Oman's emergency services stand strong against cyclone Shaheen

Oman Sunday 03/October/2021 18:13 PM
By: Times News Service
Oman's emergency services stand strong against cyclone Shaheen
Several areas in Muscat and the surrounding regions required rescue personnel to wade through thigh-deep water and into flooded homes to rescue people.

Muscat: Emergency services and rescue teams in Oman have selflessly and tirelessly worked to keep people safe during cyclone Shaheen, often at cost of their own wellbeing.

With Shaheen expected to make landfall on Sunday evening, the country’s National Committee for Emergency Management (NCEM), which is made up of the organisations that ensure public safety, swung into action well in advance.

Shelters were prepared in a number of governorates, including North and South Al Batinah (where the cyclone’s impact was most felt), Muscat, Buraimi, Dhahirah, North and South Sharqiyah, and Musandam.

In these areas, people were warned to stay indoors, as those who stepped outside would be facing wind speeds of more than 116 km/hr, torrential rain, flash flooding, and sea waves that could reach heights of up to 12 metres.

Ahead of the cyclone’s arrival, personnel from the Civil Defence and Ambulance Authority (CDAA), with little regard for their own lives, drove loudspeaker vans in neighbourhoods that were most susceptible to flooding and water damage, asking people to move to shelter when required.

When the flooding did come, and the waves crashed onto coastal roads, emergency services closed them off to the public for their own safety, once again putting themselves in the midst of danger so that the rest of us did not need to do so.

Several areas in Muscat and the surrounding regions required rescue personnel to wade through thigh-deep water and into flooded homes to rescue people. In some instances, they unhesitatingly jumped into inflatable rafts and hauled people to safety.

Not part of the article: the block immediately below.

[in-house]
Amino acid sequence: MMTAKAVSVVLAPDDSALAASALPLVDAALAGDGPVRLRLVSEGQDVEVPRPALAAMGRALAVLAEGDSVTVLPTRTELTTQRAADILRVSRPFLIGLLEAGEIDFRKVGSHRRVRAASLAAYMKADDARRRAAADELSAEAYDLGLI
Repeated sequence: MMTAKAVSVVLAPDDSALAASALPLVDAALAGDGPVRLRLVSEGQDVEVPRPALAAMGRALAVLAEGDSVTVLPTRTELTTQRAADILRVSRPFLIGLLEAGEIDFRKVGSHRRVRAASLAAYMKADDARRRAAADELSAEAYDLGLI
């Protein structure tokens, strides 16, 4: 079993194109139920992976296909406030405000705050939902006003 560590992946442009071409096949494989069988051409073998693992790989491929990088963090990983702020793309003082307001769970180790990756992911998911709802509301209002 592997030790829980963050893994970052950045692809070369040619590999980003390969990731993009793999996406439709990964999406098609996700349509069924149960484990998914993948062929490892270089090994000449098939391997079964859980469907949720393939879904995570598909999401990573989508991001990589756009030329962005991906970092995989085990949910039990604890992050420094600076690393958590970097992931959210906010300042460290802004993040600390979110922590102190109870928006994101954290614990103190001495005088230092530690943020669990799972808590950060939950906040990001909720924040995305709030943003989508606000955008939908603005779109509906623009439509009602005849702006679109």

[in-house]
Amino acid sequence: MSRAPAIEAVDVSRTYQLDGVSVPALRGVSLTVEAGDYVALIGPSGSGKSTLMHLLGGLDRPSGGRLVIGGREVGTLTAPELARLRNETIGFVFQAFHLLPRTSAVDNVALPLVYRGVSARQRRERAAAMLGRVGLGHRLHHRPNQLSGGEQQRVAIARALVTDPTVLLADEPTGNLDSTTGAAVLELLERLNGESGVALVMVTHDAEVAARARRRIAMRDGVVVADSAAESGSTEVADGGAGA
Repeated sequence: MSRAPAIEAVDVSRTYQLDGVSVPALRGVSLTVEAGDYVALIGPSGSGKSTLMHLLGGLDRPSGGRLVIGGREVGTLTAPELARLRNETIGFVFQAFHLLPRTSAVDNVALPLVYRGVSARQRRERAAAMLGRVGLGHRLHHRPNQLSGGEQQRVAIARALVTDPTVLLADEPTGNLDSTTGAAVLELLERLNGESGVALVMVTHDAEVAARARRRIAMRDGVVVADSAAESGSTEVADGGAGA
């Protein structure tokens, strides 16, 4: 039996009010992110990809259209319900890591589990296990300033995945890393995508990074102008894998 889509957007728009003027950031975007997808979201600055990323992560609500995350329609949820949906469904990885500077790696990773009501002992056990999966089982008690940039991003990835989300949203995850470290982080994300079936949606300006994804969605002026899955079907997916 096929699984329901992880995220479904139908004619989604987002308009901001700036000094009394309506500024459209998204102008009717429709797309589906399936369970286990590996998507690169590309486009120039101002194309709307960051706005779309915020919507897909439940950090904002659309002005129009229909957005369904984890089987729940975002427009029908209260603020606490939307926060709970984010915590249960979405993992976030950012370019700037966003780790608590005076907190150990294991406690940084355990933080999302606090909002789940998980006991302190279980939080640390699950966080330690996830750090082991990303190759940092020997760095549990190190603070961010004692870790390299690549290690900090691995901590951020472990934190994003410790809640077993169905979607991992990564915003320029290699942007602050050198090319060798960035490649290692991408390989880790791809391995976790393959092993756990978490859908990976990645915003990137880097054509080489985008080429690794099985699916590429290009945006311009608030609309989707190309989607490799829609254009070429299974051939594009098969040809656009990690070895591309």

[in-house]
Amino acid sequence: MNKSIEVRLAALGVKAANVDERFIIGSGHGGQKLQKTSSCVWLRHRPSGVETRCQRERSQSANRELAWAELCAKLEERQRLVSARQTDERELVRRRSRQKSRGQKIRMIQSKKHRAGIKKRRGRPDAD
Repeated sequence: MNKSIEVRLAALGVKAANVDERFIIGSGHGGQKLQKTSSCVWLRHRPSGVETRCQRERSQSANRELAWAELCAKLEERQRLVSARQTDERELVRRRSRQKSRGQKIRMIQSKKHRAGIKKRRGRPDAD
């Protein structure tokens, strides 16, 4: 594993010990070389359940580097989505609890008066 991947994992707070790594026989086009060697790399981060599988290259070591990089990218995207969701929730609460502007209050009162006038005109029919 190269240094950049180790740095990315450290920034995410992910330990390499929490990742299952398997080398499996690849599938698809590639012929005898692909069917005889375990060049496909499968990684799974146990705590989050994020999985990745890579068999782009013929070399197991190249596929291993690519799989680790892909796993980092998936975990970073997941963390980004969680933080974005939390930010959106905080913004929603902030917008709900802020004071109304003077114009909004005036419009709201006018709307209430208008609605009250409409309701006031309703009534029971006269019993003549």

Emergency personnel were also required to enter homes to take people to shelters to ensure their safety. In one instance, at 7:15 on Sunday morning, they entered a flooded home in Muttrah to rescue seven people, just two hours after their colleagues finished responding to about 22 separate reports in Muscat that saw them help 55 people, all of whom were fortunately in good health.

Another example of their bravery saw Royal Oman Police officers braving the high waves that came crashing down onto land, as they stood guard on the Muttrah Corniche road by the seashore when the weather meant it could no longer be used by motorists.

People from many areas in the northern parts of Oman needed evacuation: Qurum’s commercial district, so popular and familiar with people in the country, was among those to be closed. A large portion of Sultan Qaboos Street was also closed to traffic.

At least 600 people were taken to about 10 relief centres in Liwa and Shina in North Al Batinah, with many more families being escorted to shelters in Barka. In total, more than 2,700 individuals were accommodated in 45 out of some 136 relief centres in the country, according to the NCEM.  

As the effects of Shaheen intensified, and relief supplies and personnel were needed across more and more parts of the impact zone, it was decided to halt traffic across most of the roads in the capital, with the exception of Muscat Expressway, as well as North and South Al Batinah, so that vehicles carrying man and materiel could quickly reach where they were required.

“As the eye of the cyclone is approaching the region located between the governorates of North and South Batinah, due to the expected heavy rain and winds accompanying it, it is decided to stop traffic between the two governorates,” said the NCEM in its advisory. “Further, movement between the two locations is not allowed unless necessary.

The NCEM asked people to abide by the necessary instructions, so that everyone – including teams out in the field – could stay safe.

Sadly, however, Shaheen has not been without its casualties: a child was discovered dead in a flooded area in Amerat, while two workers lost their lives when the weather damaged a housing complex in Rusayl.

Throughout the cyclone, while some health centres needed to be closed, others have stayed open despite the torrential rain and strong winds, providing care to those who require it.